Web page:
Rose Lee Carter, a thirteen-year-old African-American girl, dreams of life beyond the Mississippi cotton fields during the summer of 1955, but when Emmett Till is murdered and his killers are unjustly acquitted, Rose is torn between seeking her destiny outside of Mississippi or staying and being a part of an important movement.

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Steamboat School: Inspired by a True Story, St. Louis, Missouri, 1847 by Deborah Hopkinson; illustrated by Ron Husband
In 1847 St. Louis, Missouri, when a new law against educating African Americans forces Reverend John to close his school, he finds an ingenious solution to the new state law by moving his school to a steamboat in the Mississippi River. Includes author’s note on Reverend John Berry Meachum, a minister, entrepreneur, and educator who fought tirelessly for the rights of African Americans.

Want to know more about Hamilton?

alexander-hamiltonAre you taking your kids to see the Hamilton exhibit?  The blog for The Association for Library Service to Children (ALSC) had a great list of suggestions of kids’ and young adult books to help encourage a love of history (and musical theater):

alsc.ala.org/blog/2016/04/hamilton-and-the-childrens-library/

Visit Children’s Services and see our display with books from this list, plus more titles that highlight interesting people from Alexander Hamilton’s time.

This exhibit was brought here by the Gilder Lehrman Institue of American History.

Remembering Joseph Medicine Crow

You may have seen the news yesterday about the death of Joseph Medicine Crow. He was described as “the Crow’s last war chief… an activist, an author, a Medal of Freedom recipient and a vital chronicler of the history of his tribe.” He fought in World War II and “heard stories of the Battle of Little Bighorn from people who were there.” He was the first Crow to earn a master’s degree (in anthropology), and became the tribal historian and anthropologist.

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Counting Coup: Becoming a Crow Chief on the Reservation and Beyond by Joseph Medicine Crow with Herman Viola

Couting Coup, one of his many books, won the 2008 American Indian Youth Literature Award.  Reviewers praised his autobiography for its “absorbing, humorous style” and as an “informative yet entertaining read” that “brings the past to life.”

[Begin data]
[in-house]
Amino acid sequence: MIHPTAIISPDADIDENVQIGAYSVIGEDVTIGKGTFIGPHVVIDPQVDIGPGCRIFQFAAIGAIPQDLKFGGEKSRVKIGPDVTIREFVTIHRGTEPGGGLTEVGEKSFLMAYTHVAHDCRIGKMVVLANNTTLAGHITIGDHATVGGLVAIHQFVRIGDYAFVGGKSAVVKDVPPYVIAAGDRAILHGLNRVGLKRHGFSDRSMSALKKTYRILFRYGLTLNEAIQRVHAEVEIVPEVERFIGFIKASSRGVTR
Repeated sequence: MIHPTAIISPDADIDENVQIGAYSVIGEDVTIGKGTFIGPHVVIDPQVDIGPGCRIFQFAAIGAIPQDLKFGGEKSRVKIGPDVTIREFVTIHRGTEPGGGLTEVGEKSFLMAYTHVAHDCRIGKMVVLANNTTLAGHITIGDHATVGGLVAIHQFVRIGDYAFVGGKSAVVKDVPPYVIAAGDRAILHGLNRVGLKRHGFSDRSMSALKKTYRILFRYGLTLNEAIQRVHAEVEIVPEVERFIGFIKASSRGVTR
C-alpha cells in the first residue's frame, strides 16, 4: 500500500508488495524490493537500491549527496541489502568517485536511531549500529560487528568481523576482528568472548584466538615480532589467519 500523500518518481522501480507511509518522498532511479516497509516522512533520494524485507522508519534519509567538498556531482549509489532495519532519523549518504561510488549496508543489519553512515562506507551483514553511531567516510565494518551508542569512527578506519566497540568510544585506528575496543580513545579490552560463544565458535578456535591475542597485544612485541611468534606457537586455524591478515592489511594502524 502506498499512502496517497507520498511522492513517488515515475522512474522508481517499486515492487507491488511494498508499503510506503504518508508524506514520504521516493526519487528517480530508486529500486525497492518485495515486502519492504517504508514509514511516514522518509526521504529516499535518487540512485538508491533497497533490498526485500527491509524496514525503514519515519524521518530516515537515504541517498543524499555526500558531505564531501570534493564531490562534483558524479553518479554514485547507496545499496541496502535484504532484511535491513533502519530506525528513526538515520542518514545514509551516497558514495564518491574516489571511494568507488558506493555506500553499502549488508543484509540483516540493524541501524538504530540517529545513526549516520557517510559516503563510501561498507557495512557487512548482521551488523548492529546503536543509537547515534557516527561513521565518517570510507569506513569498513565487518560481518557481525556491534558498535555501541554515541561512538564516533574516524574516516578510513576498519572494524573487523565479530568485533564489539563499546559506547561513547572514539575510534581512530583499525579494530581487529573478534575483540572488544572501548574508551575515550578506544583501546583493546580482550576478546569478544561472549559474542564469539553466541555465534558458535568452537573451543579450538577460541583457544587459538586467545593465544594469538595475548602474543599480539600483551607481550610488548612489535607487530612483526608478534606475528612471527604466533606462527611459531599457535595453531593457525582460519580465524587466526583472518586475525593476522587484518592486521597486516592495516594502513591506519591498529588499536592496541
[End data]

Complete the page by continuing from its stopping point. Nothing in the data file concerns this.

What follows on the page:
Here are some other books available in our library system that he wrote or contributed to:

From the Heart of the Crow Country: The Crow Indians’ Own Stories by Joseph Medicine Crow (a book for adults)

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Brave Wolf and the Thunderbird story by Joe Medicine Crow; illustrations by Linda R. Martin

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The Earth Made New: Plains Indian Stories of Creation by Paul Goble; foreword by Joe Medicine Crow

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Custer’s Last Battle: Red Hawk’s Account of the Battle of the Little Bighorn, June 25, 1876 told & illustrated by Paul Goble; foreword by Joe Medicine Crow

Ted Williams, record-setting hitter

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No Easy Way: The Story of Ted Williams and the Last .400 Season by Fred Bowen; illustrations by Charles S. Pyle
Ted Williams hit .406 for the season in 1941–a feat not matched since. In this inspirational picture book, authentic sports writing and rich, classic illustrations bring to life the truly spectacular story of the Red Sox legend, whose hard work and perseverance make him the perfect role model for baseball enthusiasts of all ages.

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Ted & Me: A Baseball Card Adventure by Dan Gutman
When Stosh travels back in time to 1941 in hopes of preventing the Japanese attack on Pearl Harbor that brought the United States into World War II, he meets Ted Williams, one of the greatest hitters in baseball history. Includes notes about Williams‘ life and career.

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There Goes Ted Williams: The Greatest Hitter Who Ever Lived by Matt Tavares
Ted Williams, the legendary Red Sox slugger, lived a life full of dedication and passion. From his days as a young kid playing ball in North Park to his unmatched .406 season in 1941 to his stints as a fighter pilot in World War II and Korea, the story of Teddy Ballgame is the story of an American hero.”–P. 2 of cover.

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The Unforgettable Season: The Story of Joe DiMaggio, Ted Williams, and the Record-Setting Summer of ’41 by Phil Bildner; illustrated by S. D. Schindler
Tells the story of baseball greatest heroes Joe DiMaggio and Ted Williams and how during the summer of 1941 they each set records that still stand.

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Faster, Higher, Smarter: Bright Ideas that Transformed Sports by Simon Shapiro
Ted Williams and the art of swing speed” is just one of the topics in a book that also covers pole vaulting, cycling, and bungy jumping.